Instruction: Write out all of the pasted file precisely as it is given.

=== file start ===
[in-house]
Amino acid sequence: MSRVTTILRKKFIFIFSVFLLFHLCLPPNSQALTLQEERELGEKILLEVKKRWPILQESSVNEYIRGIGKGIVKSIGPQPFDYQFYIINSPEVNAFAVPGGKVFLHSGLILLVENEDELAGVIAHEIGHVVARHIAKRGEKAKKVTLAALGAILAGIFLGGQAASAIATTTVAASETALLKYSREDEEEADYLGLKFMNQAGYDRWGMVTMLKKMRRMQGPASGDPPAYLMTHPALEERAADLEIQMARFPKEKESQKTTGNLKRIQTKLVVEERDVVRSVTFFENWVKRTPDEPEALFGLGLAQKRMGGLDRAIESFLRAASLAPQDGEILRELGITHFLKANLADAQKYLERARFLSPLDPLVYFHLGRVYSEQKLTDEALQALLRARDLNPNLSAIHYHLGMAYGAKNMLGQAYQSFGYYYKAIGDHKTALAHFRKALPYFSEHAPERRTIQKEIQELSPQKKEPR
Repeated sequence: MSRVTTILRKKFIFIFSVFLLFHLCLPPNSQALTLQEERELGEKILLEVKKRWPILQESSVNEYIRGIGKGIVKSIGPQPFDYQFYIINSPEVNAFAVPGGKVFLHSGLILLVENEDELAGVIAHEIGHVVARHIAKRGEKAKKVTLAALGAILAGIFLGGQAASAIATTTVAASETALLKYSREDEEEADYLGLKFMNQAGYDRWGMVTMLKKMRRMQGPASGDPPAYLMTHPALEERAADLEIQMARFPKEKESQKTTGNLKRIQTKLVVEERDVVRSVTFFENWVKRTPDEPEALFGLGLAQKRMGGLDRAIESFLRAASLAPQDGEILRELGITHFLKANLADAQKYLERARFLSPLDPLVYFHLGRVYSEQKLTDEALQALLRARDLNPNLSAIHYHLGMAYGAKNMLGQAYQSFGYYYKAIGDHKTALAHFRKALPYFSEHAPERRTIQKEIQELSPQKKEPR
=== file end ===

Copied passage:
[in-house]
Amino acid sequence: MSRVTTILRKKFIFIFSVFLLFHLCLPPNSQALTLQEERELGEKILLEVKKRWPILQESSVNEYIRGIGKGIVKSIGPQPFDYQFYIINSPEVNAFAVPGGKVFLHSGLILLVENEDELAGVIAHEIGHVVARHIAKRGEKAKKVTLAALGAILAGIFLGGQAASAIATTTVAASETALLKYSREDEEEADYLGLKFMNQAGYDRWGMVTMLKKMRRMQGPASGDPPAYLMTHPALEERAADLEIQMARFPKEKESQKTTGNLKRIQTKLVVEERDVVRSVTFFENWVKRTPDEPEALFGLGLAQKRMGGLDRAIESFLRAASLAPQDGEILRELGITHFLKANLADAQKYLERARFLSPLDPLVYFHLGRVYSEQKLTDEALQALLRARDLNPNLSAIHYHLGMAYGAKNMLGQAYQSFGYYYKAIGDHKTALAHFRKALPYFSEHAPERRTIQKEIQELSPQKKEPR
Repeated sequence: MSRVTTILRKKFIFIFSVFLLFHLCLPPNSQALTLQEERELGEKILLEVKKRWPILQESSVNEYIRGIGKGIVKSIGPQPFDYQFYIINSPEVNAFAVPGGKVFLHSGLILLVENEDELAGVIAHEIGHVVARHIAKRGEKAKKVTLAALGAILAGIFLGGQAASAIATTTVAASETALLKYSREDEEEADYLGLKFMNQAGYDRWGMVTMLKKMRRMQGPASGDPPAYLMTHPALEERAADLEIQMARFPKEKESQKTTGNLKRIQTKLVVEERDVVRSVTFFENWVKRTPDEPEALFGLGLAQKRMGGLDRAIESFLRAASLAPQDGEILRELGITHFLKANLADAQKYLERARFLSPLDPLVYFHLGRVYSEQKLTDEALQALLRARDLNPNLSAIHYHLGMAYGAKNMLGQAYQSFGYYYKAIGDHKTALAHFRKALPYFSEHAPERRTIQKEIQELSPQKKEPR